We are going to learn about a weakness of

RSA, that allows us to recover the private key of an admin for a ctf challenge. This will be fun. It was also the next easy challenge after

the ones I solved already. If you know what you have to do, you can quickly

google and find solution scripts online, but I wanted to take the opportunity to look a

layer deeper into RSA. Key Server, crypto 200 points. We have received a portable assymetric key

storage for evaluation purposes. It generates and stores administrators’

public keys. Customers can use this repository to find

the public key of the admin they want to contact, and administrators can use this repository

to update their key information. If this fancy keychain passes the test, we

are going to give them away like candy, secure candy. And we have a challenge binary that we can

download and flash onto the arduino board with avrdude. Then we can use screen to connect to the board

via serial. Ok, so we get a menu with two options. First, if you are a customer you can list

all public keys. Second, if you are an admin you can update

your keys. Just sign the plaintext “admin” and more

options will be provided. The parameters to be used for the signature

are SHA1 and PKCS #1 version 1.5 And it’s pretty clear that that is our goal. We want to be able to sign the text “admin”

with one of the admin’s private keys. You can also look up PKCS #1 version 1.5 and

quickly see that the asymmetric encryption is RSA. And otherwise it basically just tells you

what the description said, that for signature you first reduce the message with a hash algorithm,

by default that would be md5 but in our case we use SHA1, and then we encrypt that hash

with the private key. Wait that doesn’t make sense, does it? encrypting

with the private key? Do you not usually encrypted with the public

key and decrypt with the private key? Well, we want to sign a message. If you have my public key, and I want to send

you a signed message, so that you can verify that I really sent it, then I can simply encrypt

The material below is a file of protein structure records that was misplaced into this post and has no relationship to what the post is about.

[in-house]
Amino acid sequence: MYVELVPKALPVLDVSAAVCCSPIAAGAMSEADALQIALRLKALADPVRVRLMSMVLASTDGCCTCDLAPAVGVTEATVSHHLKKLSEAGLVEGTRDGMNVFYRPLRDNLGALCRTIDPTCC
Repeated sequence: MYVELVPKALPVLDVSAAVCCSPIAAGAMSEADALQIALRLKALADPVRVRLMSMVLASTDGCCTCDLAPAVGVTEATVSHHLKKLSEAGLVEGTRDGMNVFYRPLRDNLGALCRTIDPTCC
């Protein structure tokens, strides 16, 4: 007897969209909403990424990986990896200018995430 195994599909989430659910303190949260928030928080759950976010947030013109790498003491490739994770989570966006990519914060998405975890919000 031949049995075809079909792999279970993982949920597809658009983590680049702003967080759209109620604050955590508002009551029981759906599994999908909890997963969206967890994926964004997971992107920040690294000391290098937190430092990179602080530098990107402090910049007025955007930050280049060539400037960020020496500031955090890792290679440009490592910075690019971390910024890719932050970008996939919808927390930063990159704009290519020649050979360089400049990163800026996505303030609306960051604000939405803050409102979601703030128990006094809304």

my message with my private key, and then you decrypt the message with the public key. Only me with the correct private key would

be able to encrypt it so that you can decrypt it with the matching public key. And that’s how signing works with RSA. So if we had the private key, we could take

the sha1 hash of the “admin” message. And then we encrypt it with the private key. And we take the result, and give it to the

board. This way we proved that we are admin. Because only an admin with the private key

could sign the message. But how can we get the private key of an admin. All we can do is list the public keys. At this point you can google for common ways

how you can break RSA, like mistakes that can happen, because crypto is hard. but let’s see if we can figure it out ourselves

by looking at the math. At least partially. So here is the wikipedia article of RSA, and

it tells you exactly how RSA works. But first of all I like to mention something. When people ask, what’s the difference between

RSA and AES. The textbook response is, one is asymmetric

and the other symmetric encryption. But that’s pretty shallow. Maybe you have heard about how we usually

do assymetric encryption of larger messages. We don’t just use RSA. We generate a secure random key, and use it

to encrypt our message with AES. And then we encrypt this random key with the

RSA public key of our recipient, and send the RSA encrypted key, and the AES encrypted

message to our contact. Our contact then decrypts the key with their

RSA private key, and then use AES with that key to decrypt the message. We often say, we do that because it’s faster. But again, that’s kind of a shallow reason. what’s really the difference. AES is a block cipher. It basically is a glorified byte mixer. First it operates block based, it divides

the message, the data, into blocks, divides that block further and basically handles bytes. It then substitutes those bytes, it mixes

them. Of course doing a lot and way more complicated

stuff than that. But key takeaway here is, that it operates

on bytes. That’s completely different on how RSA works. RSA is pretty much basic math which operates

on numbers, it doesn’t really care for bits and bytes. Sure AES is also math. But what I mean is, for plain RSA we never

really talk about bytes or bits. We just do calculations with huuuge numbers

and that is not trivial with computers. The bigger the message you want to encrypt,

the bigger your number gets. Of course there are algorithms how you implement

those calcluations on a computer to make it efficient, but still. It’s a big difference. So let’s look at how this RSA math looks

like. We won’t get into why it works, but we look

at all the operations that are done to do RSA. So encryption works by taking the message

to the power of the key. And then modulo n. I think that’s like high school level math,

isn’t it. It’s super simple. I mean it’s kinda magical that it works,